Antioxidants Don't Prevent Dementia or Alzheimer's
Five-year study shows no decreased risk in older adults who used vitamins E and C
THURSDAY, Feb. 7 (HealthDay News) -- In older adults, the use of supplemental vitamins E and C, alone or in combination, does not protect against dementia or Alzheimer's disease, according to study findings published in the February issue of the Journal of the American Geriatrics Society.
Shelly L. Gray, of the University of Washington in Seattle, and colleagues conducted a prospective cohort study of 2,969 subjects aged 65 and older who were free of cognitive impairment at baseline. The researchers defined supplement users as anyone who reported using vitamins C, E or both for at least one week during the previous month.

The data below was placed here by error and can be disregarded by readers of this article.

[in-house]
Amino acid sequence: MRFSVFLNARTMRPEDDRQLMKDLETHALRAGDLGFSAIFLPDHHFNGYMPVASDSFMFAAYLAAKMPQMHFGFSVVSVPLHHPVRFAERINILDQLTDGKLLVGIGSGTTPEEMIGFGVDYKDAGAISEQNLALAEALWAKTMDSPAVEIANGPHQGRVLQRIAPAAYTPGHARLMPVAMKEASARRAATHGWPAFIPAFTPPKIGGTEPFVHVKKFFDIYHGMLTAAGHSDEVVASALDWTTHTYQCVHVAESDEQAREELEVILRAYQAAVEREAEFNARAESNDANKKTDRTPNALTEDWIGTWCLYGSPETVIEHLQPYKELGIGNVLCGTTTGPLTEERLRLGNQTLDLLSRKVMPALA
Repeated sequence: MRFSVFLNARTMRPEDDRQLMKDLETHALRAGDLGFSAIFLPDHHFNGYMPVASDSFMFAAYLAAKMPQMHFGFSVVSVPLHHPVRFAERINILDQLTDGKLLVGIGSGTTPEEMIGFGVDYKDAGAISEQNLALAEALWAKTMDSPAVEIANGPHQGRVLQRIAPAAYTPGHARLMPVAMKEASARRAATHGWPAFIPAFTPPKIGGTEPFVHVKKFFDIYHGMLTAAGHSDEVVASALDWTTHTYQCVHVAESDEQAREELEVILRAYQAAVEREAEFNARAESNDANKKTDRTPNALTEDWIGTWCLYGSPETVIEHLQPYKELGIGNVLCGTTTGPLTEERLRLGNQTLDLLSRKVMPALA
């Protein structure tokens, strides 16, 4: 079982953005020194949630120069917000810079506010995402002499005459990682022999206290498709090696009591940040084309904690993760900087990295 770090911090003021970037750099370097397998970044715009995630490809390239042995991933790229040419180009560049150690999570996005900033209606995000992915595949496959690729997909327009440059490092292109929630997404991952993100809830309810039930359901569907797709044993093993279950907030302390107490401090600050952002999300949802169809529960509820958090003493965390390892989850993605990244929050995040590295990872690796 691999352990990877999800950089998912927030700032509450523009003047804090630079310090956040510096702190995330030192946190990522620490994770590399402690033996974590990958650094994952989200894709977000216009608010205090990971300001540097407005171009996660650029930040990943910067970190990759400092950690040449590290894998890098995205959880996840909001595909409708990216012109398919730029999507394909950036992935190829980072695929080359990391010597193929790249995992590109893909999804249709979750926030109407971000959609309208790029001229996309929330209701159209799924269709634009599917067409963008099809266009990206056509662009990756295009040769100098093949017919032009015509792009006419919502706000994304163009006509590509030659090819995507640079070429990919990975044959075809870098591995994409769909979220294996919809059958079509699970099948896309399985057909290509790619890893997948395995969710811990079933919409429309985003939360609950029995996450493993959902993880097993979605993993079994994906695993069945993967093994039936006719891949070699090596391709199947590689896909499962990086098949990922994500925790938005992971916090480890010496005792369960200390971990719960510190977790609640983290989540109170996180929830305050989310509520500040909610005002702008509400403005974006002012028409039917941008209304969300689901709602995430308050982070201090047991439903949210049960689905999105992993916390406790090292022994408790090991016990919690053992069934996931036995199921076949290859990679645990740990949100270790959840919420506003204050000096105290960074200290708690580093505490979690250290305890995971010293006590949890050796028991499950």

Over a mean follow-up of 5.5 years, the investigators found that 405 subjects developed dementia, including 289 who developed Alzheimer's disease. Neither vitamin E use alone nor vitamin C use alone had an association with either dementia or Alzheimer's disease (adjusted hazard ratios 0.98 and 1.04, respectively, for vitamin E, and 0.90 and 0.95, respectively, for vitamin C). Nor did combined usage of vitamins E and C (HR, 0.93 and 1.00, respectively).
"A question that has not been addressed is whether antioxidant supplement use in midlife may prevent Alzheimer's disease and other dementias, but given the recent evidence that high-dose vitamin E may have adverse health consequences, it is unlikely that this line of research will be pursued," the authors write. "The current evidence does not support recommending use of antioxidant vitamin supplements for prevention of dementia in older adults."